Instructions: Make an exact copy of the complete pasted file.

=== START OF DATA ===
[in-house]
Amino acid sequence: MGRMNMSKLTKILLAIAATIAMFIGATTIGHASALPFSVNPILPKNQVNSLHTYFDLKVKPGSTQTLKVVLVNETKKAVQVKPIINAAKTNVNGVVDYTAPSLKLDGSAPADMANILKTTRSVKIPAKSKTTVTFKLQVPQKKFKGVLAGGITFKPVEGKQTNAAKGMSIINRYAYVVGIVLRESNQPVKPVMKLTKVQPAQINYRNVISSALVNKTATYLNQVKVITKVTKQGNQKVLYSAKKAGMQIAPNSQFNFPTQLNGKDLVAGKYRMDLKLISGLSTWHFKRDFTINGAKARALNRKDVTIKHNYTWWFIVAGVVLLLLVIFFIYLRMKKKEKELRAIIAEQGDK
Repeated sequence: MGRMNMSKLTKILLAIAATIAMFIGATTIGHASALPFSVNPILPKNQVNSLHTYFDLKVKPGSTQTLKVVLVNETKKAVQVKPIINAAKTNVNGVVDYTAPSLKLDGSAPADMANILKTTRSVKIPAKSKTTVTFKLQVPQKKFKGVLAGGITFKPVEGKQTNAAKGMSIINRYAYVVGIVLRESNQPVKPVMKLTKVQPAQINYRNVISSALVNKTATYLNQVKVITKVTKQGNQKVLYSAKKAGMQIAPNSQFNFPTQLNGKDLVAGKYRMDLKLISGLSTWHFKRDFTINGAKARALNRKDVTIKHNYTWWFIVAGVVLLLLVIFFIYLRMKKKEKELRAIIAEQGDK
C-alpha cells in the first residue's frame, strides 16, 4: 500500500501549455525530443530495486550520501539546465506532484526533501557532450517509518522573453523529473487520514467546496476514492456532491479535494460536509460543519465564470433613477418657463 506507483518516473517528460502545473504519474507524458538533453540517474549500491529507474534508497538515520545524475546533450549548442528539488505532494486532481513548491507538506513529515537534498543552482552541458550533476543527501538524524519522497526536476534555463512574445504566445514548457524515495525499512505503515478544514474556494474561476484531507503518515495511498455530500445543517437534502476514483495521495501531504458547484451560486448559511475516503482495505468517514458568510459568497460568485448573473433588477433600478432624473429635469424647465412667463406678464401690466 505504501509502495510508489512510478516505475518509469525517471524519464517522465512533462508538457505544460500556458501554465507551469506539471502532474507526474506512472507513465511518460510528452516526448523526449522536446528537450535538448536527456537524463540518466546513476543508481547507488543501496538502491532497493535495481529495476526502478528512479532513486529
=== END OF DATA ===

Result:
[in-house]
Amino acid sequence: MGRMNMSKLTKILLAIAATIAMFIGATTIGHASALPFSVNPILPKNQVNSLHTYFDLKVKPGSTQTLKVVLVNETKKAVQVKPIINAAKTNVNGVVDYTAPSLKLDGSAPADMANILKTTRSVKIPAKSKTTVTFKLQVPQKKFKGVLAGGITFKPVEGKQTNAAKGMSIINRYAYVVGIVLRESNQPVKPVMKLTKVQPAQINYRNVISSALVNKTATYLNQVKVITKVTKQGNQKVLYSAKKAGMQIAPNSQFNFPTQLNGKDLVAGKYRMDLKLISGLSTWHFKRDFTINGAKARALNRKDVTIKHNYTWWFIVAGVVLLLLVIFFIYLRMKKKEKELRAIIAEQGDK
Repeated sequence: MGRMNMSKLTKILLAIAATIAMFIGATTIGHASALPFSVNPILPKNQVNSLHTYFDLKVKPGSTQTLKVVLVNETKKAVQVKPIINAAKTNVNGVVDYTAPSLKLDGSAPADMANILKTTRSVKIPAKSKTTVTFKLQVPQKKFKGVLAGGITFKPVEGKQTNAAKGMSIINRYAYVVGIVLRESNQPVKPVMKLTKVQPAQINYRNVISSALVNKTATYLNQVKVITKVTKQGNQKVLYSAKKAGMQIAPNSQFNFPTQLNGKDLVAGKYRMDLKLISGLSTWHFKRDFTINGAKARALNRKDVTIKHNYTWWFIVAGVVLLLLVIFFIYLRMKKKEKELRAIIAEQGDK
C-alpha cells in the first residue's frame, strides 16, 4: 500500500501549455525530443530495486550520501539546465506532484526533501557532450517509518522573453523529473487520514467546496476514492456532491479535494460536509460543519465564470433613477418657463 506507483518516473517528460502545473504519474507524458538533453540517474549500491529507474534508497538515520545524475546533450549548442528539488505532494486532481513548491507538506513529515537534498543552482552541458550533476543527501538524524519522497526536476534555463512574445504566445514548457524515495525499512505503515478544514474556494474561476484531507503518515495511498455530500445543517437534502476514483495521495501531504458547484451560486448559511475516503482495505468517514458568510459568497460568485448573473433588477433600478432624473429635469424647465412667463406678464401690466 505504501509502495510508489512510478516505475518509469525517471524519464517522465512533462508538457505544460500556458501554465507551469506539471502532474507526474506512472507513465511518460510528452516526448523526449522536446528537450535538448536527456537524463540518466546513476543508481547507488543501496538502491532497493535495481529495476526502478528512479532513486529